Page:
Which is why, notwithstanding this final, disappointing term, his departure is so alarming. And why this must be another Bork moment — insisting on a nominee who is, to invoke the language of the Bork debate, within the broad mainstream of judicial thought.
And one who, like swapping Kennedy for Powell, will not radically alter the balance of the court. A nominee should be considered on his or her merits, primarily, but it is politically naive and, I think, substantively mistaken not to take into account the impact of that nominee’s views on the overall balance of the institution.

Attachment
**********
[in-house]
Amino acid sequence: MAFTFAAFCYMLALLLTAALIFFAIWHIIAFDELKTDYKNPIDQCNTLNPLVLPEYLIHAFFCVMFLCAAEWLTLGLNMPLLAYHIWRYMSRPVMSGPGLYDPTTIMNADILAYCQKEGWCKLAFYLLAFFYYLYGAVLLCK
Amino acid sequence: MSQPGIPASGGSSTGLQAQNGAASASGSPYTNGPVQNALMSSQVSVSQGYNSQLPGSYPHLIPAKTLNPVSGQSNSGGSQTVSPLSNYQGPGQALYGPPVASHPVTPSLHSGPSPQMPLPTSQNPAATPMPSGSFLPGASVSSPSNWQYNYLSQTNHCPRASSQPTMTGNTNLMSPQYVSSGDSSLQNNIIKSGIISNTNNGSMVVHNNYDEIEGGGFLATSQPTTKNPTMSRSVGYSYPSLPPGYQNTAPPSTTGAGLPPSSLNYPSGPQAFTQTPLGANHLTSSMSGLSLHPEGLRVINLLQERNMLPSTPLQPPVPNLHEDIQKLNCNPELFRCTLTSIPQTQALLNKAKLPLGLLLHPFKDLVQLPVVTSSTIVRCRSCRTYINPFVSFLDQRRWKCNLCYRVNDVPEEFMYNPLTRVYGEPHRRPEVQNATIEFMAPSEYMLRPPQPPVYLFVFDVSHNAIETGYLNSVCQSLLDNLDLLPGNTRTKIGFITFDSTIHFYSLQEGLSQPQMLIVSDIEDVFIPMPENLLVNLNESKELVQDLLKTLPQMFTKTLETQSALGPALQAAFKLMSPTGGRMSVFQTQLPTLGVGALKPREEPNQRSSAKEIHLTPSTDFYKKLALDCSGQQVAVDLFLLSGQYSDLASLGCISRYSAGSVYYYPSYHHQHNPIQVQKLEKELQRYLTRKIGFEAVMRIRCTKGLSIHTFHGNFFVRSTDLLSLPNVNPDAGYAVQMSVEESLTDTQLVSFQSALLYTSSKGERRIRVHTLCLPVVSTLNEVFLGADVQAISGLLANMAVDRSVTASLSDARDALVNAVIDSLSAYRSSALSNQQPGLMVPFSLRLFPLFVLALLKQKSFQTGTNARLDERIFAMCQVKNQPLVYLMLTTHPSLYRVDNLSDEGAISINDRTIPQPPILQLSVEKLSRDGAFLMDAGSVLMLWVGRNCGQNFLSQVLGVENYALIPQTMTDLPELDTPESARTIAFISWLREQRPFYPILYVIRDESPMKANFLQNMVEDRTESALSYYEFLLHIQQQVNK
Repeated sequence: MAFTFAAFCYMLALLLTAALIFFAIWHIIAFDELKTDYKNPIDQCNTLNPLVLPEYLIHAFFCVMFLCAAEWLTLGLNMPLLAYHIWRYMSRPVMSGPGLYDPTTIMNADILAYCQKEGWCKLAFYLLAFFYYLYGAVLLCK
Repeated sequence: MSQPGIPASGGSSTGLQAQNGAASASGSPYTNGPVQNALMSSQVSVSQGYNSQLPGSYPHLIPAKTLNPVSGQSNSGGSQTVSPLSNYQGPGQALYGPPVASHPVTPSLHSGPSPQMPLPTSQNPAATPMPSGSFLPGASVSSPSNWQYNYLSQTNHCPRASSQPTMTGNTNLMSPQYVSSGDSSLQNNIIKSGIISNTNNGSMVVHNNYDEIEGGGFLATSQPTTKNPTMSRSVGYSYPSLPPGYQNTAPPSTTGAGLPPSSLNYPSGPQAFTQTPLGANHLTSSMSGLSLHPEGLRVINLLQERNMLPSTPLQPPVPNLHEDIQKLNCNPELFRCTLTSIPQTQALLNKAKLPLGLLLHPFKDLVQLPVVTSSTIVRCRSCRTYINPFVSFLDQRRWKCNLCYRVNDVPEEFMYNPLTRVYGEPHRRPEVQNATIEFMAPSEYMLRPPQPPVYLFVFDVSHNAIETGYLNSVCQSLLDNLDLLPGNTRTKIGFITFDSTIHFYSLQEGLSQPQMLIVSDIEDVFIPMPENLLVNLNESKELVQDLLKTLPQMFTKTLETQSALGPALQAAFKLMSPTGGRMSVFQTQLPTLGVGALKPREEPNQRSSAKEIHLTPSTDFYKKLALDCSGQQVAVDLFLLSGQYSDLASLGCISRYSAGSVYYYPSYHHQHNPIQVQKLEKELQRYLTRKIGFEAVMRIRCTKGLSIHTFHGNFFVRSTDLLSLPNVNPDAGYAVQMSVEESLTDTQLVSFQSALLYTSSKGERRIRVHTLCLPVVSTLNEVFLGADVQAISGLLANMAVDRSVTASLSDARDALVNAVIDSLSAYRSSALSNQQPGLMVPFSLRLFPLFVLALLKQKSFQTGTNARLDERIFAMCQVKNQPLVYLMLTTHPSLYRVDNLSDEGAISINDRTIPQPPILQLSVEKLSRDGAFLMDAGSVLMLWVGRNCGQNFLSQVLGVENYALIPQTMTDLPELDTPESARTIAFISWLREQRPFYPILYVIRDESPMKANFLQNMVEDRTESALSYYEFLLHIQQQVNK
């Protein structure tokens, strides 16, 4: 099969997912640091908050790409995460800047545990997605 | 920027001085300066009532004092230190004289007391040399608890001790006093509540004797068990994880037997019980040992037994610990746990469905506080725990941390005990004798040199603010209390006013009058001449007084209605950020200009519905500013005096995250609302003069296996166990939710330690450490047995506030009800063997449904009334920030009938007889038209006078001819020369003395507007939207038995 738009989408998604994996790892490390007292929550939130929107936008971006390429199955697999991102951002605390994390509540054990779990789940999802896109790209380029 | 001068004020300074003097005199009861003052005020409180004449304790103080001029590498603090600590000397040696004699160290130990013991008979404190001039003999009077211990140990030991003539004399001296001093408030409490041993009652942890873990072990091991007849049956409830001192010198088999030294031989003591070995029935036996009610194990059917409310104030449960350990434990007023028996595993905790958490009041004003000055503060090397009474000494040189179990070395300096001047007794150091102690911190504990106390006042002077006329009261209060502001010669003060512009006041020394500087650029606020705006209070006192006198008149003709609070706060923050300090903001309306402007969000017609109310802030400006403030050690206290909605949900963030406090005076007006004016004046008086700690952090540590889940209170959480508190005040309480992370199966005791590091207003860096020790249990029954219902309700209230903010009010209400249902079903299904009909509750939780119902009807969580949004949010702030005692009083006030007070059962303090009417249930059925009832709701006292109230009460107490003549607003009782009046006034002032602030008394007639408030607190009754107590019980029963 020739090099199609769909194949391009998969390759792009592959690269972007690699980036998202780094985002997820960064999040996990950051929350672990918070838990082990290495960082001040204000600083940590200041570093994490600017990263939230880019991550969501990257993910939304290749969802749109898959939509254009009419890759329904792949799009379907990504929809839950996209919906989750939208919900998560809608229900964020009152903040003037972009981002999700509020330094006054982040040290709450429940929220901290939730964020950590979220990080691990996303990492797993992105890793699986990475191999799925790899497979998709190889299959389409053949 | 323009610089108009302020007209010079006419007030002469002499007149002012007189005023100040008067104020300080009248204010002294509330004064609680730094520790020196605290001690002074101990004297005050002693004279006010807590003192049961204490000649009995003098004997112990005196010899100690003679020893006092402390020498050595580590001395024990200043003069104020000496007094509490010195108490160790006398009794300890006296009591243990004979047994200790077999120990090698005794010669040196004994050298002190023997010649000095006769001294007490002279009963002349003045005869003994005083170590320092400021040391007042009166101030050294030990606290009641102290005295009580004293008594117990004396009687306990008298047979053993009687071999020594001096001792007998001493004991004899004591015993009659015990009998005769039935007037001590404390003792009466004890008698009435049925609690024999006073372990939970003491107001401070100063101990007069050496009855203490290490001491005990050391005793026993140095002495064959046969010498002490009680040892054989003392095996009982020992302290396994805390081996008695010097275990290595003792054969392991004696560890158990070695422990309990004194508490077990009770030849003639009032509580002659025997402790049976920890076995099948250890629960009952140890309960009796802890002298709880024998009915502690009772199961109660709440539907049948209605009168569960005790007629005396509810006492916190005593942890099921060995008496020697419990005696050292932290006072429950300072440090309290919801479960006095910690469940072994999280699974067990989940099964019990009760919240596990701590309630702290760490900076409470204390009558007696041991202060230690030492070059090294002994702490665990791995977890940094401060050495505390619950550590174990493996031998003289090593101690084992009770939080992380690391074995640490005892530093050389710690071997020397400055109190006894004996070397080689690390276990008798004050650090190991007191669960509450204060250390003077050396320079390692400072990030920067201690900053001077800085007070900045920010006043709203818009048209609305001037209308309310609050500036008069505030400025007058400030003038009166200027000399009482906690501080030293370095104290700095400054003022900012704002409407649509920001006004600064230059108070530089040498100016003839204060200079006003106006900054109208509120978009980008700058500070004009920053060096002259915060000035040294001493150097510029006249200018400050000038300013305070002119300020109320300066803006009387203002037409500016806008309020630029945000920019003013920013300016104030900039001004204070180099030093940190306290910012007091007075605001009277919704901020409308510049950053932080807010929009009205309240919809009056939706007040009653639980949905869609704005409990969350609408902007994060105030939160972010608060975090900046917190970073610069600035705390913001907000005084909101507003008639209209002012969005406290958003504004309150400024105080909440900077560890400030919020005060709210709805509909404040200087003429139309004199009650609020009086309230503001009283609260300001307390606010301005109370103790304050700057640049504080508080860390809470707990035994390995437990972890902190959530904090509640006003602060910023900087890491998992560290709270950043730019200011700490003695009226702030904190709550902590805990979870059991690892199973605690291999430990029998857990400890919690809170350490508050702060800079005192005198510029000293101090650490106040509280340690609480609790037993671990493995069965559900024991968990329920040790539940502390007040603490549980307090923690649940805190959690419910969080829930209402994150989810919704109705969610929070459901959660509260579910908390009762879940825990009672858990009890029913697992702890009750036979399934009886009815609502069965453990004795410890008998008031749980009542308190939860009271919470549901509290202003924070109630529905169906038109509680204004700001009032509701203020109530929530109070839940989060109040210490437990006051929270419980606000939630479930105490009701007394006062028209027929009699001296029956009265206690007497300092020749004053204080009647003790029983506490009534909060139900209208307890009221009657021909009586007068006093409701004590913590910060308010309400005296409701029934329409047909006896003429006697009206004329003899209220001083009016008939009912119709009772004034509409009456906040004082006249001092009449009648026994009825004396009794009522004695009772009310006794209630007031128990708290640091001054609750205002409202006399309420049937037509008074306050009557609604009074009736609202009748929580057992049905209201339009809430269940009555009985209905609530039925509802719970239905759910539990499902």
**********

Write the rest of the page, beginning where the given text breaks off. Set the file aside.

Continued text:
The court functions best — it tends to produce better-reasoned opinions, more acceptable to the public — when it does not tilt too decidedly in either direction. If regular order had been followed, Justice Merrick Garland would be sitting on the court, occupying a centrist role; his shameful absence offers another argument for insisting that Kennedy’s replacement display some of Kennedy’s qualities of moderation.